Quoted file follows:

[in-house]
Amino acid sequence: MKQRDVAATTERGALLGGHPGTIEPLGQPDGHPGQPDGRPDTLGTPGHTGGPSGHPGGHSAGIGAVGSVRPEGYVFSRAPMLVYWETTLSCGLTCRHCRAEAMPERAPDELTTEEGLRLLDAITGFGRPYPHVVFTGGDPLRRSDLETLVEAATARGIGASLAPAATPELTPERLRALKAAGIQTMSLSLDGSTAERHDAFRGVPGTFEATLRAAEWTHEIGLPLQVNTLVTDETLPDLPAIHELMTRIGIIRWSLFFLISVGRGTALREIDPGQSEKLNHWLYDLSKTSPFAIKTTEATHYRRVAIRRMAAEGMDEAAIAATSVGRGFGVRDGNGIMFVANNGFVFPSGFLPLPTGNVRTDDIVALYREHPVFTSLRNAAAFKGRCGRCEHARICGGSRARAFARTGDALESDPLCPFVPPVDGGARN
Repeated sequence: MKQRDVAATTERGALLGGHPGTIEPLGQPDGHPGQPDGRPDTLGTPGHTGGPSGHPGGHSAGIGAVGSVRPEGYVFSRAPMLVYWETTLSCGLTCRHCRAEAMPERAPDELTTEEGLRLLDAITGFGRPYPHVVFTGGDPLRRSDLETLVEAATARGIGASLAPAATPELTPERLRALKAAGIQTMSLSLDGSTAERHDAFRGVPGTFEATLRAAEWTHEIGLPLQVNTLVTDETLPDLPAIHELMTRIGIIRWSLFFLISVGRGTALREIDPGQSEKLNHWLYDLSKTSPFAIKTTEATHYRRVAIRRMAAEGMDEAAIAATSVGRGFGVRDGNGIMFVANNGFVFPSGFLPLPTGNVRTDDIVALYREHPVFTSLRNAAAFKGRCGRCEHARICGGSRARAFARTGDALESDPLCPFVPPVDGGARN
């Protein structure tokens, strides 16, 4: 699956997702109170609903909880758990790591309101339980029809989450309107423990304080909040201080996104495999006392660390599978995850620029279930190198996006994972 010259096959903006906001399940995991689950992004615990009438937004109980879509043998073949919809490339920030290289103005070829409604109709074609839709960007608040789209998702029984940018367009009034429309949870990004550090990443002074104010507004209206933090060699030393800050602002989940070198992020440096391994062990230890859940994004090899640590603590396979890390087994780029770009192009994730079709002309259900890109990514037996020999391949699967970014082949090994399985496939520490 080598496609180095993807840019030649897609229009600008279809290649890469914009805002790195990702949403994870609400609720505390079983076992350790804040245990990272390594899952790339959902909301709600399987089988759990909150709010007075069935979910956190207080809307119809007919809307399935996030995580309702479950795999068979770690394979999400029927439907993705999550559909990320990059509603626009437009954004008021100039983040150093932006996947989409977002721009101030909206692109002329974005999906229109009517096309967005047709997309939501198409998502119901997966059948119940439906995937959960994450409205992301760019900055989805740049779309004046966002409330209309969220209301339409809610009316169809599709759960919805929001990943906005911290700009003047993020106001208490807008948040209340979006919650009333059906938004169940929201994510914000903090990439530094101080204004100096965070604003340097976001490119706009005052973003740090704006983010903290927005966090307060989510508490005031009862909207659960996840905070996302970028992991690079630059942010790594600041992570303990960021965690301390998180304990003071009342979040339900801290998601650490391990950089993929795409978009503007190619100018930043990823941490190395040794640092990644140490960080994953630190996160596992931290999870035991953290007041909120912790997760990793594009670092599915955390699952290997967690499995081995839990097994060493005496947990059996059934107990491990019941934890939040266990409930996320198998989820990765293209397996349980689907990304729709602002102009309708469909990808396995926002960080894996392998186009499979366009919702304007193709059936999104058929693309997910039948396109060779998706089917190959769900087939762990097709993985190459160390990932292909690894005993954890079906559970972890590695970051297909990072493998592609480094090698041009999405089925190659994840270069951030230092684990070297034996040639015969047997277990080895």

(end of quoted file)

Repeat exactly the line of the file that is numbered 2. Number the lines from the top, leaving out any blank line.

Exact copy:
Amino acid sequence: MKQRDVAATTERGALLGGHPGTIEPLGQPDGHPGQPDGRPDTLGTPGHTGGPSGHPGGHSAGIGAVGSVRPEGYVFSRAPMLVYWETTLSCGLTCRHCRAEAMPERAPDELTTEEGLRLLDAITGFGRPYPHVVFTGGDPLRRSDLETLVEAATARGIGASLAPAATPELTPERLRALKAAGIQTMSLSLDGSTAERHDAFRGVPGTFEATLRAAEWTHEIGLPLQVNTLVTDETLPDLPAIHELMTRIGIIRWSLFFLISVGRGTALREIDPGQSEKLNHWLYDLSKTSPFAIKTTEATHYRRVAIRRMAAEGMDEAAIAATSVGRGFGVRDGNGIMFVANNGFVFPSGFLPLPTGNVRTDDIVALYREHPVFTSLRNAAAFKGRCGRCEHARICGGSRARAFARTGDALESDPLCPFVPPVDGGARN